Logo
DeutschClear Cookie - decide language by browser settings
Schmidberger, Markus (2009): Parallel Computing for Biological Data. Dissertation, LMU München: Faculty of Mathematics, Computer Science and Statistics
[img]
Preview
PDF
schmidberger_markus.pdf

9Mb
[img] ZIP
Schmidberger_container.zip

770Mb

Abstract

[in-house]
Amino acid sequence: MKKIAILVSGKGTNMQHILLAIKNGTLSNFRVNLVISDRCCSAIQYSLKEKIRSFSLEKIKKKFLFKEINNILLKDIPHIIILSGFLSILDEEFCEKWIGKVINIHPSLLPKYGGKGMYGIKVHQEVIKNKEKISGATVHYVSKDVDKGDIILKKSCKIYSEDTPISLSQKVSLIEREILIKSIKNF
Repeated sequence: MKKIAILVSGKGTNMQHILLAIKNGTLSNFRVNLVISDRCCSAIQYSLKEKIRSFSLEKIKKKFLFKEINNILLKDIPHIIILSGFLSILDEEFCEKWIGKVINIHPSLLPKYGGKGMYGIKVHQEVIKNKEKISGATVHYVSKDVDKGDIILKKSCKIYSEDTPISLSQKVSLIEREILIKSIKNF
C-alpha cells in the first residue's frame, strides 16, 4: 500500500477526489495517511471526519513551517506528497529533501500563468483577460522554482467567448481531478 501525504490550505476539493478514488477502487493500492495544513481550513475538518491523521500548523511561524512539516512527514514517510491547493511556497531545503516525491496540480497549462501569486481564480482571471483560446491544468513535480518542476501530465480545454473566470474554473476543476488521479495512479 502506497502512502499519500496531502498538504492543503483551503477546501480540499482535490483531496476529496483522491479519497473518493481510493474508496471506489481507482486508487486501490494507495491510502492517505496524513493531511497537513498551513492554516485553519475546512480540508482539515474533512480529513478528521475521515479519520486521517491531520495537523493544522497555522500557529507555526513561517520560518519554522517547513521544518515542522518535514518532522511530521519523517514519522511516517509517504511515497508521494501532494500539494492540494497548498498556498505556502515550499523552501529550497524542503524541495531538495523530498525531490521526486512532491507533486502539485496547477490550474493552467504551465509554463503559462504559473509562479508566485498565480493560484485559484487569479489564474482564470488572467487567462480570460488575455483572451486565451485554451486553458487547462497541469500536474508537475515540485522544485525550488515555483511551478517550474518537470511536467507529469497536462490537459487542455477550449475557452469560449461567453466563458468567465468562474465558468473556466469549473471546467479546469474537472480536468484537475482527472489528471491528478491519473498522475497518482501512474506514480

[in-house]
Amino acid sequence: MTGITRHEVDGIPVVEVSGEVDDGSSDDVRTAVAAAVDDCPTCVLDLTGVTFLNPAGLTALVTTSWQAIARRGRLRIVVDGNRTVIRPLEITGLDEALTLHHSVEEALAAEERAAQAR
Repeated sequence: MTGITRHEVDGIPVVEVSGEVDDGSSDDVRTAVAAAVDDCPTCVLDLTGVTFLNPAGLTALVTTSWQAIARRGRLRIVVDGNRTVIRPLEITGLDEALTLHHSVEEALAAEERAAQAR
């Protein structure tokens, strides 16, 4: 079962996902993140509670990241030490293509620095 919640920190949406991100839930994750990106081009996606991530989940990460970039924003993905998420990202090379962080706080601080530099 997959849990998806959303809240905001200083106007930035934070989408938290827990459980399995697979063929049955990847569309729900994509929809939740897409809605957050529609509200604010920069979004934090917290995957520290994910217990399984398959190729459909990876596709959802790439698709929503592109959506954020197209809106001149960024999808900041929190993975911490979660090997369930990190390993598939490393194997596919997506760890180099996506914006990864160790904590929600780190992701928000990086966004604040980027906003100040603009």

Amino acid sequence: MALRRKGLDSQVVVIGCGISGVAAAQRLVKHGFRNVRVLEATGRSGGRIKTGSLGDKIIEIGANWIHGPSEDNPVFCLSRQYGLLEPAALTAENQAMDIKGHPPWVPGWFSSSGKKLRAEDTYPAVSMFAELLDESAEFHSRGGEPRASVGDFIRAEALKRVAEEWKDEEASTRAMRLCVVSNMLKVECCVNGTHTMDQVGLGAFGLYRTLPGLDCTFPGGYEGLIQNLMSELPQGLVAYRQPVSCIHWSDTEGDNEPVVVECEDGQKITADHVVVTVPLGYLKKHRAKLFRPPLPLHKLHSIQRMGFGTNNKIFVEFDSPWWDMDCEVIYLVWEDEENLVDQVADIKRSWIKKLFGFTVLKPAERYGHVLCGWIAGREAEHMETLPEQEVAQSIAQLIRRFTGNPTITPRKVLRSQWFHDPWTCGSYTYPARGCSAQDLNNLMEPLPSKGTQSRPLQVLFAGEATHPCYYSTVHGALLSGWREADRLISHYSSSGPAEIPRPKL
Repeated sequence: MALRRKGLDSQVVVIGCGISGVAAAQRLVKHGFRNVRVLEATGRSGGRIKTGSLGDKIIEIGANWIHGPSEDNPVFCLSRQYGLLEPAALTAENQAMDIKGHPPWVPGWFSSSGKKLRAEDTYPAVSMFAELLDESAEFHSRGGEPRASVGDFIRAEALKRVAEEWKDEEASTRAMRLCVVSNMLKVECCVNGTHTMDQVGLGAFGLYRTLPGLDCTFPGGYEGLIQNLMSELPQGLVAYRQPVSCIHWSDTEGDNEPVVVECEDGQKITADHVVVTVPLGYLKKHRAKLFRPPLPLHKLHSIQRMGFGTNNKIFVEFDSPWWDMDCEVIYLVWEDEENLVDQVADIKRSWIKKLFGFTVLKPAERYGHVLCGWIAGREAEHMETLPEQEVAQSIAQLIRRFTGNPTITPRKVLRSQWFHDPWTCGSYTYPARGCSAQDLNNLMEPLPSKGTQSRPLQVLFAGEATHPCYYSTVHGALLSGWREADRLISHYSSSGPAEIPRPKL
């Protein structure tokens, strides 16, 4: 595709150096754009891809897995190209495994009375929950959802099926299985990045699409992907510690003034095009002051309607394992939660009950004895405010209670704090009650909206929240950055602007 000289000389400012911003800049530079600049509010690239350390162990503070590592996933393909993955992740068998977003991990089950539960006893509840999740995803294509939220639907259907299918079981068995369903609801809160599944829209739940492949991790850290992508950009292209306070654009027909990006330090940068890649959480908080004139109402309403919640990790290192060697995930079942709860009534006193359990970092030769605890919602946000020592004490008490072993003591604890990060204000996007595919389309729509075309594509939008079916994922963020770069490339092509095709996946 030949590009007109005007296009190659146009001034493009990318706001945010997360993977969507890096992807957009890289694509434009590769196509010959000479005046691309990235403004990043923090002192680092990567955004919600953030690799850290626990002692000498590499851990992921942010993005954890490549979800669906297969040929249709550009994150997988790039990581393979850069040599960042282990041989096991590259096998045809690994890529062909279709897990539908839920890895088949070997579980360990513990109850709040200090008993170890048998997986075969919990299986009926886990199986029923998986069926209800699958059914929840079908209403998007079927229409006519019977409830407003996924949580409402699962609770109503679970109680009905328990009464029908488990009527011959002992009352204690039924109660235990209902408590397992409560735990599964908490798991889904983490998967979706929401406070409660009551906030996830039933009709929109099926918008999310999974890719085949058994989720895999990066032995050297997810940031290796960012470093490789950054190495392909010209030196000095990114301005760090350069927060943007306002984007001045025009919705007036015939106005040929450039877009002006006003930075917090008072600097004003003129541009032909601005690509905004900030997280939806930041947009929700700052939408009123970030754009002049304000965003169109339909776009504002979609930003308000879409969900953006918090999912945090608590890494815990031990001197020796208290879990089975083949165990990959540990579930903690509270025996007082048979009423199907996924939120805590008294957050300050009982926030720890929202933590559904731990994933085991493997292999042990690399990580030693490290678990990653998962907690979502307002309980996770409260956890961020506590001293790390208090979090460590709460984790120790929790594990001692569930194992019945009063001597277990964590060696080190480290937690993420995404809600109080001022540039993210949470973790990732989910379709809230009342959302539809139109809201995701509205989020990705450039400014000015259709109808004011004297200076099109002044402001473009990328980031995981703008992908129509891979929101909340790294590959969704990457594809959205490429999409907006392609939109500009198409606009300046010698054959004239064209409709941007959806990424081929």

In the 1990s a number of technological innovations appeared that revolutionized biology, and 'Bioinformatics' became a new scientific discipline. Microarrays can measure the abundance of tens of thousands of mRNA species, data on the complete genomic sequences of many different organisms are available, and other technologies make it possible to study various processes at the molecular level. In Bioinformatics and Biostatistics, current research and computations are limited by the available computer hardware. However, this problem can be solved using high-performance computing resources. There are several reasons for the increased focus on high-performance computing: larger data sets, increased computational requirements stemming from more sophisticated methodologies, and latest developments in computer chip production. The open-source programming language 'R' was developed to provide a powerful and extensible environment for statistical and graphical techniques. There are many good reasons for preferring R to other software or programming languages for scientific computations (in statistics and biology). However, the development of the R language was not aimed at providing a software for parallel or high-performance computing. Nonetheless, during the last decade, a great deal of research has been conducted on using parallel computing techniques with R. This PhD thesis demonstrates the usefulness of the R language and parallel computing for biological research. It introduces parallel computing with R, and reviews and evaluates existing techniques and R packages for parallel computing on Computer Clusters, on Multi-Core Systems, and in Grid Computing. From a computer-scientific point of view the packages were examined as to their reusability in biological applications, and some upgrades were proposed. Furthermore, parallel applications for next-generation sequence data and preprocessing of microarray data were developed. Microarray data are characterized by high levels of noise and bias. As these perturbations have to be removed, preprocessing of raw data has been a research topic of high priority over the past few years. A new Bioconductor package called affyPara for parallelized preprocessing of high-density oligonucleotide microarray data was developed and published. The partition of data can be performed on arrays using a block cyclic partition, and, as a result, parallelization of algorithms becomes directly possible. Existing statistical algorithms and data structures had to be adjusted and reformulated for the use in parallel computing. Using the new parallel infrastructure, normalization methods can be enhanced and new methods became available. The partition of data and distribution to several nodes or processors solves the main memory problem and accelerates the methods by up to the factor fifteen for 300 arrays or more. The final part of the thesis contains a huge cancer study analysing more than 7000 microarrays from a publicly available database, and estimating gene interaction networks. For this purpose, a new R package for microarray data management was developed, and various challenges regarding the analysis of this amount of data are discussed. The comparison of gene networks for different pathways and different cancer entities in the new amount of data partly confirms already established forms of gene interaction.